Missionary Magazine, May 16, 1803

Missionary Magazine

May 16, 1803

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Issue date: Monday, May 16, 1803

Pages available: 48

Previous edition: Monday, April 18, 1803

Next edition: Monday, June 20, 1803

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Publication name: Missionary Magazine

Location: London, Middlesex

Pages available: 9,495

Years available: 1796 - 1813

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All text in the Missionary Magazine May 16, 1803, Page 1.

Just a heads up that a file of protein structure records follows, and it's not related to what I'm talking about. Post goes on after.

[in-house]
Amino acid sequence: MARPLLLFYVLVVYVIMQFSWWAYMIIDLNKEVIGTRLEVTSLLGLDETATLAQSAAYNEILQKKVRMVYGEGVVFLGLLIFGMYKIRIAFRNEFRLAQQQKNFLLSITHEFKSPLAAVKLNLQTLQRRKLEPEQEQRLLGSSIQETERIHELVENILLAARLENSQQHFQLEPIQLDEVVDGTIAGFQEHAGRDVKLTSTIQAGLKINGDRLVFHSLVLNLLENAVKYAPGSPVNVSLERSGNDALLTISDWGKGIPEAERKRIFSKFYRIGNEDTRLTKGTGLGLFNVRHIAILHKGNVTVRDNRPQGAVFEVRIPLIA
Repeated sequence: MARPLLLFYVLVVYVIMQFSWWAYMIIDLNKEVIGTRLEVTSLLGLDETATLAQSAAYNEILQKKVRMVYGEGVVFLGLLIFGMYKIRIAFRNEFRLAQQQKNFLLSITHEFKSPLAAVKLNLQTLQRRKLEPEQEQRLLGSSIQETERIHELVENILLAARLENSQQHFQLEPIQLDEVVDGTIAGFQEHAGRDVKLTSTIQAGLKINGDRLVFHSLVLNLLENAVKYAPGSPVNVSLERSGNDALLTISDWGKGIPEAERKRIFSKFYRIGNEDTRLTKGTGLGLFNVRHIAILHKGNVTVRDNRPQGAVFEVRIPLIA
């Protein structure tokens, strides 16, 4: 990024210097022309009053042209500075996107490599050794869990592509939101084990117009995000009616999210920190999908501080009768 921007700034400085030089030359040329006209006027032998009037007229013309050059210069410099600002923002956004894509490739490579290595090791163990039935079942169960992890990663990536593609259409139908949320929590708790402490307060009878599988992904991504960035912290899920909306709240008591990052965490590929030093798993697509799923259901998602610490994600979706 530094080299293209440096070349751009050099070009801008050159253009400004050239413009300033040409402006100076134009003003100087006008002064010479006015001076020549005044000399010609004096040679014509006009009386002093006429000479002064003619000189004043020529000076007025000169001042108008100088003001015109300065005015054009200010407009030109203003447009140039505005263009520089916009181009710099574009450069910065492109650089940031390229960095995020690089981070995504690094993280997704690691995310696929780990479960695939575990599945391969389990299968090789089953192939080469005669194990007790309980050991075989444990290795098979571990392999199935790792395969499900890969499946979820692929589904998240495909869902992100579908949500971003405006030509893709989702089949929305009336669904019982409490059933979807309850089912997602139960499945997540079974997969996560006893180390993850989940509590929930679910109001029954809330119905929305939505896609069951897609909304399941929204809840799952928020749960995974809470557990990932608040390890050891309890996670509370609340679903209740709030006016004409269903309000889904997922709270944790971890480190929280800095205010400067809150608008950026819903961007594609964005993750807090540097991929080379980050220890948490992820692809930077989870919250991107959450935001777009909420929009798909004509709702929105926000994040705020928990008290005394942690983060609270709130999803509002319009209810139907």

Missionary Magazine (Newspaper) - May 16, 1803, London, Middlesex TH E MISSIONARY MAGAZINE. MoNDAT, MAT 16. 1803. NATURAL HISTORY OF THE OSTRICH. [From Dr Shaw's Travels into Barbary and the Levant, anno 1712-] 'T^ HE Oflrich, called in thefe countries Naamah, is the grand X ranger and ubiquitarian of the deferts, from the Atlantic ocean to the very outmoll Ikirts of Arabia, and perhaps far beyorid it to the eaft."-Page 450. It is defcribed " in the foUovving verfes of the xxxixth chapter of the book of Job, Ver. 13. Gaveft thou the goodly wings unto the peacock? or wings and feathers unto the ojlrich ? which may be rendered thus from the original: The wing of the oftrich is (quivering or) expanded; the very feathers and plumage of the flork 14. Which leavetb (depofits or ti-ufts) her eggs in the earthy and warmeth them (viz. by incubation) in the (fand) dufi, 15. And forgettetb that the foot may crufh them, or that the wild heufi may break them. 16. She is hardened againfl her young ones, as though they were not hers f bet'' labour is in vain without fear. 17. Becaufe God hath deprived her of wifdom, neither bath he imparted to her un-derjlanding. 18. What time Jhe liftetb herfelf up on high ; or, as it may otherwife be tranflated, When Jhe ratfeth herfelf up to run away, viz. from her purfuers,yZ�^ fcorneth (or laughs at) the horfe and bis rider. In commentmg, therefore, upon thefe texts, it may be obferved, that when the oflrich is full grown,.the neck, particularly of the male, which before was almoft naked, is now very beautifully covered with red feathers. The plumage like-wife upon the Ihoulders, the back, and fome parts of the wings, from being hitherto of a dark greyifli colour, becomes now as black as jet, whilft the reft of the feathers retain an exquiiite whitenefs. They are, as defcribed at ver. 13. the very Jea^hers and plumage of the Jlork, i. e. they confiil of fuch hijack and white feathers as the ftork, called from thence mx*^y(^, is known to have. But the belly, the thighs, and the breaft, do not partake of this covering, being ufually naked, and when touched, are of the fame warmth as the flefli of quadrupeds, ypL. VIII. 2^0. 84. B b Under ;

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